In today's Spring Statement, Chancellor Philip Hammond announced a new £3bn Affordable Homes Guarantee scheme which he says will deliver around 30,000 new homes.
The Government will also unlock £717m from the Housing Infrastructure Fund to deliver up to 37,000 new homes on sites in West London, Cheshire, Didcot, and Cambridge.
Hammond said the scheme will launch next month and will help "restore the dream of homeownership".
Additionally, the Chancellor announced that new homes will be banned from having fossil fuel heating systems from 2025, "delivering lower carbon, and lower fuel bills too".
Paresh Raja, CEO of Market Financial Solutions, commented: “The housing crisis stands as one of the biggest issues facing the country, and regardless of how Brexit plays out, we cannot overlook the simple fact that there are not enough houses in the UK to meet demand. The Spring Statement did make small mention of property. Indeed, more homes are being added to the market and a new £3 billion fund announced today will add as many as 30,000 new homes to the market. This is positive news, but more needs to be done.
“What the market currently needs is creative reforms to ensure more homes are added to the real estate market, be it through a reduction in stamp duty, incentives for renovating derelict homes or making it easier for buyers to access finance. Weakening the Spring Statement to a fiscal non-event might suit the Chancellor but does not help the country as a whole. Moreover, overlooking important issues will not suffice, and it is once again up to industry leaders to step up and demonstrate the leadership the property market is clearly calling for by pushing for necessary changes to improve the industry.”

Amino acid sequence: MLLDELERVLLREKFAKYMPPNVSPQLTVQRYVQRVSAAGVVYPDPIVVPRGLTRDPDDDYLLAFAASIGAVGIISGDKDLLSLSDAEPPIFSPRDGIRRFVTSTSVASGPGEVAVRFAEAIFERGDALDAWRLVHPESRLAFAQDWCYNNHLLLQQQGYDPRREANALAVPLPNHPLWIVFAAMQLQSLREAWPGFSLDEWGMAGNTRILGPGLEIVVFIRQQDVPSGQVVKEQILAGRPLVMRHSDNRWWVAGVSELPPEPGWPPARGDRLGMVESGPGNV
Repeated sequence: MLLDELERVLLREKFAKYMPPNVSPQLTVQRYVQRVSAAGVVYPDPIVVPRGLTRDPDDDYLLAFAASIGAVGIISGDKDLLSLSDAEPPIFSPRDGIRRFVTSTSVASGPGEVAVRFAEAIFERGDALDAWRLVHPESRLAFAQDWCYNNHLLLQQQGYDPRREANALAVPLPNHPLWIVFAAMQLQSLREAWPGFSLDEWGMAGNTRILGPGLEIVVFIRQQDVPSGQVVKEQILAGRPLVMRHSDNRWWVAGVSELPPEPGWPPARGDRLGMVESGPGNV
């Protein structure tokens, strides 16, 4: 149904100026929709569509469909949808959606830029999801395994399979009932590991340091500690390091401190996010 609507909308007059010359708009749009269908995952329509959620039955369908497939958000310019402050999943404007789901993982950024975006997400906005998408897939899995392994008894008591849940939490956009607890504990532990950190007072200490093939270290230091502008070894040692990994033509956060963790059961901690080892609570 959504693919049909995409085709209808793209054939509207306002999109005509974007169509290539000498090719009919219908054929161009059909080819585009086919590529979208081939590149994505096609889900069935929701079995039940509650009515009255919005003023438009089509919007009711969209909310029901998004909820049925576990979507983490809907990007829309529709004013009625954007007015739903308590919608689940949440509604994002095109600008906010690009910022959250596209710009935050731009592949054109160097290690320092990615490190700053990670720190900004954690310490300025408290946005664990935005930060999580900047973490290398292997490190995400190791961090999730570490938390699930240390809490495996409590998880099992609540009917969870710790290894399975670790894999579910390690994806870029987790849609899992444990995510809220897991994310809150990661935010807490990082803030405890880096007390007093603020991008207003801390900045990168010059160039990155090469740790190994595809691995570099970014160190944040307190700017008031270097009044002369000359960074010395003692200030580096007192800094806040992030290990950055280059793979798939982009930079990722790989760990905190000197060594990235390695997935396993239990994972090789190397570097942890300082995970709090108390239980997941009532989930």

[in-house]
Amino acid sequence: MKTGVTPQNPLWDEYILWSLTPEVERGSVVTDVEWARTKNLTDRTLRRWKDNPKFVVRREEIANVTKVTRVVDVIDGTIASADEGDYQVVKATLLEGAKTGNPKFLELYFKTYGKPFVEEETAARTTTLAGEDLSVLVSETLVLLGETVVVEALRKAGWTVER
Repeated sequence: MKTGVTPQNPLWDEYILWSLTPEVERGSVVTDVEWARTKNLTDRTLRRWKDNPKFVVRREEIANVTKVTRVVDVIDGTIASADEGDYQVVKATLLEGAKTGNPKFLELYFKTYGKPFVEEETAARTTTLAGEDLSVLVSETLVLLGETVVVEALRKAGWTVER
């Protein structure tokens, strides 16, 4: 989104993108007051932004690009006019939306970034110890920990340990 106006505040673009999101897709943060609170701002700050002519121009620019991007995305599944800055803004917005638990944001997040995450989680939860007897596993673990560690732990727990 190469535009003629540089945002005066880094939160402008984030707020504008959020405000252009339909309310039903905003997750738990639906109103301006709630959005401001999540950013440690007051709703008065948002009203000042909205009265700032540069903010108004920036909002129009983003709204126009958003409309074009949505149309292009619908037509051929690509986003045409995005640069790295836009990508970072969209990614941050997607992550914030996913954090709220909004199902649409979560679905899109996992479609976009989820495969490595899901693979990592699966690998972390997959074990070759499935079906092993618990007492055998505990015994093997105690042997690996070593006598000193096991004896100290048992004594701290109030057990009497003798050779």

Jerald Solis, business development and acquisitions director at Experience Invest. added: “Expectations weren’t high in the lead-up to the Spring Statement, with the Brexit melodrama dominating the political agenda and Philip Hammond consistently watering down the impact of this announcement. In truth, most of the forecasts offered by the Chancellor could change depending on what happens in the lead-up to 29 March, and this uncertainty will naturally deter some property buyers from pursing new opportunities at present.
“Unfortunately, the property market was only briefly mentioned in Chancellor’s speech, which means that any meaningful policy reform will have to wait until the 2019 Autumn Budget. This is perhaps most frustrating for property developers and constructing companies, which are the firms responsible for delivering new-builds and generally improving infrastructure.
“To support new-build construction targets, the Government cannot be complacent – what the industry currently demands is spending commitments and policy reform that will both support property developers, as well as encouraging commercial and residential real estate investment.”